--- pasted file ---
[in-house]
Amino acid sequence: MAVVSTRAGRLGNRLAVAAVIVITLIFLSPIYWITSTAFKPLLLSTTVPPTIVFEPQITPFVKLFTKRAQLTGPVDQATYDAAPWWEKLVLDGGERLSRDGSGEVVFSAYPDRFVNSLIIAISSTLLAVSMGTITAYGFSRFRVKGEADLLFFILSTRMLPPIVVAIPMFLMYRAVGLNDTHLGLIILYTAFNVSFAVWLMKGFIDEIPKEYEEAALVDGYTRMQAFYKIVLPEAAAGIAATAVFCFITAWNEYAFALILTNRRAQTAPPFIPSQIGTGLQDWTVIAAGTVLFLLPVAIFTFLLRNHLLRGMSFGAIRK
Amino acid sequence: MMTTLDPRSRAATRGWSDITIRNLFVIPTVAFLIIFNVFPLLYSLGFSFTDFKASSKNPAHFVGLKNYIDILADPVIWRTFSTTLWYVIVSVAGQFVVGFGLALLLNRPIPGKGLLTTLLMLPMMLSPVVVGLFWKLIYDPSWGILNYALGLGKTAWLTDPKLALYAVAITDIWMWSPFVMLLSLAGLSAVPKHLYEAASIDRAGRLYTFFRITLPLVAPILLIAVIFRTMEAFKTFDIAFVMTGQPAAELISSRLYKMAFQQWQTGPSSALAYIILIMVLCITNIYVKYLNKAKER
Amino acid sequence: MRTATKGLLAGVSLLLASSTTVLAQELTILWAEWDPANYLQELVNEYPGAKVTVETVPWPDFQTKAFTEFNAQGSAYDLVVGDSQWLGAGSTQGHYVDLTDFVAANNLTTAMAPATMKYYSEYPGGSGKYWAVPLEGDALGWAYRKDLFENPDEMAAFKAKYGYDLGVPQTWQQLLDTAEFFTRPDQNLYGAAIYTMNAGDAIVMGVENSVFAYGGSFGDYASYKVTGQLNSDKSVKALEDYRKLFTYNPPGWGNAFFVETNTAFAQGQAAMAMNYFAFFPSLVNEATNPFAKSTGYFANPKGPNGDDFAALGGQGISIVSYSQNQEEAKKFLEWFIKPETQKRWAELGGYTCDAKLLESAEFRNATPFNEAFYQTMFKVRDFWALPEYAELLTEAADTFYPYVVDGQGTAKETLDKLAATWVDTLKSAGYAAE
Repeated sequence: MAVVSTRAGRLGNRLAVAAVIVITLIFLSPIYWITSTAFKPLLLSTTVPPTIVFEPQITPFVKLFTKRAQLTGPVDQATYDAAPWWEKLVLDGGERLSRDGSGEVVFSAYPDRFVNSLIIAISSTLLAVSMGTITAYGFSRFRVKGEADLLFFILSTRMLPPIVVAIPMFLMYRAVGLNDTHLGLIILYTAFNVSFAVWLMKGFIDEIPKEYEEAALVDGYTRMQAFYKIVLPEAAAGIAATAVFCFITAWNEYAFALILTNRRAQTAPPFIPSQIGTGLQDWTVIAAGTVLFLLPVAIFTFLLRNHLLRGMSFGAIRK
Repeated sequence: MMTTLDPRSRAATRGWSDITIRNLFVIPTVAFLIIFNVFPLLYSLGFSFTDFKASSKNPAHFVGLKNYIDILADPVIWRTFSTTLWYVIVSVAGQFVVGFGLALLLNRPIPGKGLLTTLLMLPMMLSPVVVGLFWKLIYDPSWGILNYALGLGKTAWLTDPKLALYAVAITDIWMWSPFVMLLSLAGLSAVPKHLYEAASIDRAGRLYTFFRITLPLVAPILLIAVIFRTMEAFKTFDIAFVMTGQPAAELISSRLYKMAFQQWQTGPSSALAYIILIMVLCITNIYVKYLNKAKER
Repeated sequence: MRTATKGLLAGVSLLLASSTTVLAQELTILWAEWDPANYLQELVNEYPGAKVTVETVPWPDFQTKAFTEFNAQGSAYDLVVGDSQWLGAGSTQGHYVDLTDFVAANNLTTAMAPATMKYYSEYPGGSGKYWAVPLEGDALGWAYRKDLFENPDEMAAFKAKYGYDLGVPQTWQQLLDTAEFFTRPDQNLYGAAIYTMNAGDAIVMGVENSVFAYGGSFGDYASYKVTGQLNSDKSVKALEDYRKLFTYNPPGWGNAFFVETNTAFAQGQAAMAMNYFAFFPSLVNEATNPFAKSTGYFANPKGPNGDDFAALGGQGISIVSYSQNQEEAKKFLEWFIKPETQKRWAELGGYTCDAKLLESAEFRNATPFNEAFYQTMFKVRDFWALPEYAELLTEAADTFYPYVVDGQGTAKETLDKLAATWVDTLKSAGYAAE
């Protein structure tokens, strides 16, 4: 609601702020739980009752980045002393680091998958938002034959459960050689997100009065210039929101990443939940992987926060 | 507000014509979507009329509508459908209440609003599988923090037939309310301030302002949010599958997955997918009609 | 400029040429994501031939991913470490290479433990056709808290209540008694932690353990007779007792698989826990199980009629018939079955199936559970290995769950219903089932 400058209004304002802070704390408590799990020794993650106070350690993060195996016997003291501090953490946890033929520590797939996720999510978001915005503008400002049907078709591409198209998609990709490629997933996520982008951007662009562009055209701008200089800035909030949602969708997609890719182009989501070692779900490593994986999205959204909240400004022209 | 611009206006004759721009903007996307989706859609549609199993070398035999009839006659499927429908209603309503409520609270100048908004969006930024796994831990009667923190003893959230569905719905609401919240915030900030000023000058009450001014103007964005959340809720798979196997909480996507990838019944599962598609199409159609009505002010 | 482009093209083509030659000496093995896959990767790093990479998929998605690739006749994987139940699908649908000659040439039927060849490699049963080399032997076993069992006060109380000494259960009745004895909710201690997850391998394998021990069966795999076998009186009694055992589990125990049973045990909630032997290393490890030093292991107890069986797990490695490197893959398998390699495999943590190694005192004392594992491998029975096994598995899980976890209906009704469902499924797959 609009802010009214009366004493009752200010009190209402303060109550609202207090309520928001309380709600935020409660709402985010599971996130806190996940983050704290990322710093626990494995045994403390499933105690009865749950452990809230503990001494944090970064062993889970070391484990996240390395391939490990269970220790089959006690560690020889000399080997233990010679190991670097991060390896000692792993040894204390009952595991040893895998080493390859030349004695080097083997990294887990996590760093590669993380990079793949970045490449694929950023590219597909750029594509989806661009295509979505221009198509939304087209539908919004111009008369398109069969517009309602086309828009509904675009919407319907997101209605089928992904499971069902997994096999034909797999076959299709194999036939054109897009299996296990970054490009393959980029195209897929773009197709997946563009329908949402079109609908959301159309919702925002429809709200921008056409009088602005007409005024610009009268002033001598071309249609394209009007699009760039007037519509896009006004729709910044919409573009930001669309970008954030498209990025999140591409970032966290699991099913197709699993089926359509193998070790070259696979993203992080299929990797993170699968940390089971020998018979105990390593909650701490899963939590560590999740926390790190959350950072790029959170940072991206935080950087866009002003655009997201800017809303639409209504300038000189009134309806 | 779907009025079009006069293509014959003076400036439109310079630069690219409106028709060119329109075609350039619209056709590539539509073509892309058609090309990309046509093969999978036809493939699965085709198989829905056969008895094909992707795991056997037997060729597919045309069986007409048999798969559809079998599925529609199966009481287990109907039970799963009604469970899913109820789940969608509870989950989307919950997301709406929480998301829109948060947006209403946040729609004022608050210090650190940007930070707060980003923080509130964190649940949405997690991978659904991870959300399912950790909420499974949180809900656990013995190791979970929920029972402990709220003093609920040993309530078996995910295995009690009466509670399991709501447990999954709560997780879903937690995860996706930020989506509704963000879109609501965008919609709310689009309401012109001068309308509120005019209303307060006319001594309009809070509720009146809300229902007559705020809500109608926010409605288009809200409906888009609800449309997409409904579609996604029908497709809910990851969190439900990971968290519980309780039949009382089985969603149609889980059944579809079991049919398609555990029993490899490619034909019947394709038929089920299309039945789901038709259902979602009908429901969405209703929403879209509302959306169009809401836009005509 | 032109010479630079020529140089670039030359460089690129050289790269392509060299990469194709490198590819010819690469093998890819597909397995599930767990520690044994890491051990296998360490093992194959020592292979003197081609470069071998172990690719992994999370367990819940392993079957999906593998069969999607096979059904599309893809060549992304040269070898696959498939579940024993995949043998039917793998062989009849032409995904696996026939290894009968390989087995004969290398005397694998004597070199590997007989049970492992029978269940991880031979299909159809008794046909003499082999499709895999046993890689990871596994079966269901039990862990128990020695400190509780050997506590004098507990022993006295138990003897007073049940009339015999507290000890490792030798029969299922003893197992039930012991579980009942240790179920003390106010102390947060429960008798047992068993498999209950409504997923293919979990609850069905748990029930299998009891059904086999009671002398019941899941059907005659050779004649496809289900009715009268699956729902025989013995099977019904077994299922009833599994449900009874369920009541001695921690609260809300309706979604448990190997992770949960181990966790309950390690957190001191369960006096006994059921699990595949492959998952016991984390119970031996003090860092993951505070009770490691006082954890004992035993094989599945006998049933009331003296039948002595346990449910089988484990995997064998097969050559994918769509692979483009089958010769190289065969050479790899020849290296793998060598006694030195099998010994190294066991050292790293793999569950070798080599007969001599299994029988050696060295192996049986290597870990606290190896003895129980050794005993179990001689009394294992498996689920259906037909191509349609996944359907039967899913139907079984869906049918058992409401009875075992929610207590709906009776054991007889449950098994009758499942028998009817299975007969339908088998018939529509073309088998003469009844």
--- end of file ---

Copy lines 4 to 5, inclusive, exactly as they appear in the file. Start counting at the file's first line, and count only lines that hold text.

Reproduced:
Amino acid sequence: MRTATKGLLAGVSLLLASSTTVLAQELTILWAEWDPANYLQELVNEYPGAKVTVETVPWPDFQTKAFTEFNAQGSAYDLVVGDSQWLGAGSTQGHYVDLTDFVAANNLTTAMAPATMKYYSEYPGGSGKYWAVPLEGDALGWAYRKDLFENPDEMAAFKAKYGYDLGVPQTWQQLLDTAEFFTRPDQNLYGAAIYTMNAGDAIVMGVENSVFAYGGSFGDYASYKVTGQLNSDKSVKALEDYRKLFTYNPPGWGNAFFVETNTAFAQGQAAMAMNYFAFFPSLVNEATNPFAKSTGYFANPKGPNGDDFAALGGQGISIVSYSQNQEEAKKFLEWFIKPETQKRWAELGGYTCDAKLLESAEFRNATPFNEAFYQTMFKVRDFWALPEYAELLTEAADTFYPYVVDGQGTAKETLDKLAATWVDTLKSAGYAAE
Repeated sequence: MAVVSTRAGRLGNRLAVAAVIVITLIFLSPIYWITSTAFKPLLLSTTVPPTIVFEPQITPFVKLFTKRAQLTGPVDQATYDAAPWWEKLVLDGGERLSRDGSGEVVFSAYPDRFVNSLIIAISSTLLAVSMGTITAYGFSRFRVKGEADLLFFILSTRMLPPIVVAIPMFLMYRAVGLNDTHLGLIILYTAFNVSFAVWLMKGFIDEIPKEYEEAALVDGYTRMQAFYKIVLPEAAAGIAATAVFCFITAWNEYAFALILTNRRAQTAPPFIPSQIGTGLQDWTVIAAGTVLFLLPVAIFTFLLRNHLLRGMSFGAIRK